6. A Clockwork Orange (1971)
Stanley Kubrick’s controversial novel adaptation, A Clockwork Orange, is often cited for its graphic violence; it’s regularly cited for its chilling themes, sometimes for its interesting use of ultra-wide angle lenses, but very rarely for it’s astonishing use of colour. When analysing – from a purely aesthetic perspective – Alex’s journey, from his nights of ‘ultra-violence’ to being disgusted by any form of inhumanity, one’s attention is immediately captured by the change from surrealistic imagery to a more mundane view of the world.
This difference is primarily created by changing from ultra-wide lenses to more human focal lengths – around 35mm lenses – but also takes advantage of the colours within the frame. The change in colour occurs just after Alex is arrested for murdering a middle-aged woman; from the bright greens and pinks, to muted blues and greys, the change visually represents the sobering punishment for Alex’s horrific crimes – which, before the change, the film seems to find laughable.
One question often posed, about the narrative of the film, is: does Alex really get ‘cured’? This question mainly arises due to the juxtaposition between the terrifyingly naïve voice-over – which goes unchanging throughout the film – and the suddenly sedate visuals. This question goes unanswered, despite the fact that Kubrick so obviously poses it.
7. The Sacrifice (1986)
Andrei Tarkovsky is a filmmaker known for his use of poetic images to covey his message to the world. His use of colour is no exception; while many filmmakers, post black and white film, stick to taking full advantage of true-to-life colour rendition, Tarkovsky often uses a mixture of film stocks to portray the emotions of his characters – as ever, favouring visceral communication over realism.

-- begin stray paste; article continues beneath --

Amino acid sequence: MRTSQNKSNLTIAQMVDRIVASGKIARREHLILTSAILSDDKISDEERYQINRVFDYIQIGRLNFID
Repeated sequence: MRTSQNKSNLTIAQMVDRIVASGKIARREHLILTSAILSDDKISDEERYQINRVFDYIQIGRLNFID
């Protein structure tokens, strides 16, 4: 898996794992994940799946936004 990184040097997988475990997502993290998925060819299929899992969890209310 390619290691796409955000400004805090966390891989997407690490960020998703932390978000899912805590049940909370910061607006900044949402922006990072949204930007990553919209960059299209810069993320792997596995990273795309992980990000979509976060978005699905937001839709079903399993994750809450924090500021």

Though the change in colour in The Sacrifice is less blatant than in some of his other work – like The Mirror – the change in narrative is so extreme it proves to be an insightful example of this technique.
The Sacrifice takes place in, and around, a remote house – shot on the Swedish island of Nӓrsholmen. The protagonist is a middle-aged stage actor (Alexander), who’s retired to take up lecturing on aesthetics. The change in colour arises between the first scenes of Alexander talking to his temporarily mute son, on the topic of philosophy, and the scene in which he finds out war has broken out.
The change is from a somewhat saturated colour pallet, to an almost monochromic one; this change in colour reflects the sheer lifelessness of war, as the colour – one of the most relatable elements of film – is practically sucked from the screen. The colour is only reintroduced after Alexander meets with a woman he believes to be a witch – restoring the essence of the picture, as if by magic.
8. Blue is the Warmest Colour (2013)
In Blue is the Warmest Colour, Tunisian-French filmmaker Abdellatif Kechiche breaths – and sweats – new life into one of Hollywood’s most familiar colour pallets; he flips the usual blue/orange associations on their head, to create a coldly intimate atmosphere around the relationship between two young women. Kechiche merges the commonly accepted connotations for colours with his own set of emotional ties.
Throughout the first half of the film, the colour blue becomes associated with sex, excitement and love – as opposed to coldness, sadness, and distance. This association is established through the use of blue during the graphic sex scenes, along with Emma’s blue hair – which Adèle finds irresistibly attractive.
Blue’s counterpart in this film, orange, is eventually stripped of its usual warmth and becomes associated with Adèle’s more emotionally downtrodden scenes, for example: her lonely walk home, under orange street lamps. This counter-intuitive choice of colour allows the audience to experience several emotional amalgamations which common colour pallets can’t do – simply due to their one-dimensional emotional connotations.